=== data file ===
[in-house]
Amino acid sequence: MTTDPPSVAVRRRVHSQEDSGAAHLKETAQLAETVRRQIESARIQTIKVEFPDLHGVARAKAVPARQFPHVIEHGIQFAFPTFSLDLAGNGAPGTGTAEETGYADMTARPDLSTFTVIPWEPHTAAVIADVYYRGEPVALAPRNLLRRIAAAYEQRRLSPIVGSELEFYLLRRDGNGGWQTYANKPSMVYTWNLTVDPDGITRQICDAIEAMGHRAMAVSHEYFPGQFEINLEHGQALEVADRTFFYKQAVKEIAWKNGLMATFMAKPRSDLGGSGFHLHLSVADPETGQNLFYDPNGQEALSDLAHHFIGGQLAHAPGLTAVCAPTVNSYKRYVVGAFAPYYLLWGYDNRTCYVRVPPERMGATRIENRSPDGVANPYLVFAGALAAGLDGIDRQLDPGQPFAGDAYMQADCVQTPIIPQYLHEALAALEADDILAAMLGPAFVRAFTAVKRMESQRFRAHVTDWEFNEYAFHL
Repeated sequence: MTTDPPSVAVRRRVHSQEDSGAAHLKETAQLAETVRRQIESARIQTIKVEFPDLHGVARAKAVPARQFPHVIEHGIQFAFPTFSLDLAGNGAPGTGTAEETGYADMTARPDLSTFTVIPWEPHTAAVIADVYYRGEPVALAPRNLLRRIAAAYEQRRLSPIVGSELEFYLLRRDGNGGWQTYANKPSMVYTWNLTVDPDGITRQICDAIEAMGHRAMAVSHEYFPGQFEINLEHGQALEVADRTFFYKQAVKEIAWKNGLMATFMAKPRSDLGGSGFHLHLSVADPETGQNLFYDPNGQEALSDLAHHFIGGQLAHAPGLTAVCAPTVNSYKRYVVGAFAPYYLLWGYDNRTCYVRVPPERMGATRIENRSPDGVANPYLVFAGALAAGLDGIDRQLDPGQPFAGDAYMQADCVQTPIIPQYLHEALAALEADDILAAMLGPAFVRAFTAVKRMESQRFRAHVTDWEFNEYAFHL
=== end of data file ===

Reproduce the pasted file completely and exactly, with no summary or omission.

[in-house]
Amino acid sequence: MTTDPPSVAVRRRVHSQEDSGAAHLKETAQLAETVRRQIESARIQTIKVEFPDLHGVARAKAVPARQFPHVIEHGIQFAFPTFSLDLAGNGAPGTGTAEETGYADMTARPDLSTFTVIPWEPHTAAVIADVYYRGEPVALAPRNLLRRIAAAYEQRRLSPIVGSELEFYLLRRDGNGGWQTYANKPSMVYTWNLTVDPDGITRQICDAIEAMGHRAMAVSHEYFPGQFEINLEHGQALEVADRTFFYKQAVKEIAWKNGLMATFMAKPRSDLGGSGFHLHLSVADPETGQNLFYDPNGQEALSDLAHHFIGGQLAHAPGLTAVCAPTVNSYKRYVVGAFAPYYLLWGYDNRTCYVRVPPERMGATRIENRSPDGVANPYLVFAGALAAGLDGIDRQLDPGQPFAGDAYMQADCVQTPIIPQYLHEALAALEADDILAAMLGPAFVRAFTAVKRMESQRFRAHVTDWEFNEYAFHL
Repeated sequence: MTTDPPSVAVRRRVHSQEDSGAAHLKETAQLAETVRRQIESARIQTIKVEFPDLHGVARAKAVPARQFPHVIEHGIQFAFPTFSLDLAGNGAPGTGTAEETGYADMTARPDLSTFTVIPWEPHTAAVIADVYYRGEPVALAPRNLLRRIAAAYEQRRLSPIVGSELEFYLLRRDGNGGWQTYANKPSMVYTWNLTVDPDGITRQICDAIEAMGHRAMAVSHEYFPGQFEINLEHGQALEVADRTFFYKQAVKEIAWKNGLMATFMAKPRSDLGGSGFHLHLSVADPETGQNLFYDPNGQEALSDLAHHFIGGQLAHAPGLTAVCAPTVNSYKRYVVGAFAPYYLLWGYDNRTCYVRVPPERMGATRIENRSPDGVANPYLVFAGALAAGLDGIDRQLDPGQPFAGDAYMQADCVQTPIIPQYLHEALAALEADDILAAMLGPAFVRAFTAVKRMESQRFRAHVTDWEFNEYAFHL